Saxony (Sachsen) — Where History Meets Technology

Saxony (Sachsen) is a free State of the Federal Republic of Germany.

It is located in the south-eastern corner of reunified Germany, between Poland, the Czech Republic and the four German states of Bavaria, Thuringen, Saxony- Anhalt and Brandenburg.

Nowadays, Saxony is smaller than most of its neighbours, but was once one of the largest, wealthiest and most influential of the German kingdoms. It was only cut down to its current size following the rise of its rival, Prussia, in the Napoleonic wars of the 19th century.

Sachsen is very popular with West German, Swiss and Austrian tourists, but non-German speakers haven't really discovered it yet.

In summer, one of the most seductive destinations is the national park known as Saxon Switzerland, or Saxon Bohemian-Switzerland since it stretches from Dresden along the river Elbe into the Czech Republic. It is nowhere near Switzerland, but gained its name because two Swiss painters first made it famous.

Saxony boasts a number of beautiful cities with a number of beautiful buildings, opera, art, architecture, castles, gardens and also a wide array of sceneries here hiking and nature trails abound.

Visitors to this state cannot leave the temptation of adopting the elegant lifestyle of this beautiful region and enjoy feeling so much a part of the history and culture of Saxony.

This is evident from the fact that travellers to this region start wearing hats, lapel pins and carrying umbrellas that say: 'Ich bin ein Saxist' (I am a Saxist), capturing the humor and the spirit of the resilient Saxons.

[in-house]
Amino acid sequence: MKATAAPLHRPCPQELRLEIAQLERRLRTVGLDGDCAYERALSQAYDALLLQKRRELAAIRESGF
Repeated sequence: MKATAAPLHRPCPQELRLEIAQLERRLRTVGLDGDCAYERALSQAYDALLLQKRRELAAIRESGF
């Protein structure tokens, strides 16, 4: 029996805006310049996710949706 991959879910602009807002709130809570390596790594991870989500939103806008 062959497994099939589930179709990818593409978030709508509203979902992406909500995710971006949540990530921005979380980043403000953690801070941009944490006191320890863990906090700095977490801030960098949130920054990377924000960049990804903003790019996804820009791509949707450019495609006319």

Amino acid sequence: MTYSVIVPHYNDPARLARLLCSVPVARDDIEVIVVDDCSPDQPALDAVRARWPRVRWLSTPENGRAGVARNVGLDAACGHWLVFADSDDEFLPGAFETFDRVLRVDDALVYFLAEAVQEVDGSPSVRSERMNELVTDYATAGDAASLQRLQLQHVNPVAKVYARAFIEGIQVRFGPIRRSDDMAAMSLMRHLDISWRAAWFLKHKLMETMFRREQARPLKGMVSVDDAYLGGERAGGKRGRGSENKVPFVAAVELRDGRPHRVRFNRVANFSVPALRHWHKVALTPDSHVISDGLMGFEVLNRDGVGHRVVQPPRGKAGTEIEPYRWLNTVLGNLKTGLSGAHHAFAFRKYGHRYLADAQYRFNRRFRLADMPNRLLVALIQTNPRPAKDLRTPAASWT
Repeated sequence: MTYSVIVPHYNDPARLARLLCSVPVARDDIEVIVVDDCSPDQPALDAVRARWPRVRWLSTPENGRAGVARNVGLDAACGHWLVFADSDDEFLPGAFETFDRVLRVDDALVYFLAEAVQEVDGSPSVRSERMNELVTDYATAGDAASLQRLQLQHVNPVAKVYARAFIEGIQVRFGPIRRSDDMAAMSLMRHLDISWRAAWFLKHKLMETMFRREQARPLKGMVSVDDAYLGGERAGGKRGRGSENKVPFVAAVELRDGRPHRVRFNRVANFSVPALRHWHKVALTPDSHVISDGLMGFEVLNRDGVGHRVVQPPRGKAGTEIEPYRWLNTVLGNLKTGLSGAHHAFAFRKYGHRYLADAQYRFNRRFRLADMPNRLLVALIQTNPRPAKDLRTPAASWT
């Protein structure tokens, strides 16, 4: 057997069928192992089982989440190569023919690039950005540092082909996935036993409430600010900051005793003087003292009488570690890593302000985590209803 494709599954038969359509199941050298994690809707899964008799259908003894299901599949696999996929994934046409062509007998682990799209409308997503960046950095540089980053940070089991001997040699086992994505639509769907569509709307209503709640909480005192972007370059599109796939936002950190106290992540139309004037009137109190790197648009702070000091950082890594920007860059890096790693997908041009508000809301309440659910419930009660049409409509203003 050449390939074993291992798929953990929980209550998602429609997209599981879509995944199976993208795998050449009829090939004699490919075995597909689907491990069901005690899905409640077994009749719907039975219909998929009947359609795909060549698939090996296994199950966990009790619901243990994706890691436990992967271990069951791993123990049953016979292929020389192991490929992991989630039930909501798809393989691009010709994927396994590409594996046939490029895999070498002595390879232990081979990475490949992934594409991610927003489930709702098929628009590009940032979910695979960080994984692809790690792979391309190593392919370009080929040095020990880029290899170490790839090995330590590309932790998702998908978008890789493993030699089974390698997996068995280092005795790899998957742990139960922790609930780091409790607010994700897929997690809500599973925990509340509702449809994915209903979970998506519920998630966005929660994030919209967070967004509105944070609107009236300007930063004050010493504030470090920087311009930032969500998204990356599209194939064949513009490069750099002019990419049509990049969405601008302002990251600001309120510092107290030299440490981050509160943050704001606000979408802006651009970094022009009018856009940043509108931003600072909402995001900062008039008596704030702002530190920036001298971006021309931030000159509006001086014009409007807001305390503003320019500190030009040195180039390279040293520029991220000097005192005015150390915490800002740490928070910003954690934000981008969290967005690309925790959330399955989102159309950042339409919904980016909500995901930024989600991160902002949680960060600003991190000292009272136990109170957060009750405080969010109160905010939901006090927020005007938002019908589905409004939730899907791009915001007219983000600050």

Hofkirche, the Catholic Church, which faces the Elbe, is an eye- catching building that is about 83 meters high. It has a high nave and is framed by 78 statues of three-meter-high saints.

It represents a piece of history of this state. Its construction in the mid 18th century was related to the conversion of Frederick Augustus I, prince elector of Sachsen who was dubbed Augustus the Strong, to Catholicism in order to become the King of Poland. When Augustus the Strong died his body was laid to rest in the crypt of Krakow cathedral but his heart was buried in Hofkirche.

Dresden, the capital city of Saxony also has a number of old buildings. Bruehl Terrace is a favorite place for both locals and tourists since from this large square you can enjoy a wonderful panoramic view of Dresden, where harmony of nature and old architecture meets.

A slow flowing Elbe where boats transporting tourists float by and a surrounding complex of beautiful baroque architecture. No wonder Goethe, a prominent German poet, once said that Bruehl Terrace is the Balcony of Europe.

The pedestrians that throng Bruehl Terrace also attract street artists who earn money by street theater or playing musical instruments.

Saxony (its German name is Sachsen) experienced a lot after the German reunification. Go there and then tell me your own Saxony story for other STG readers to see! smile

Thanks in advance!


All the best,


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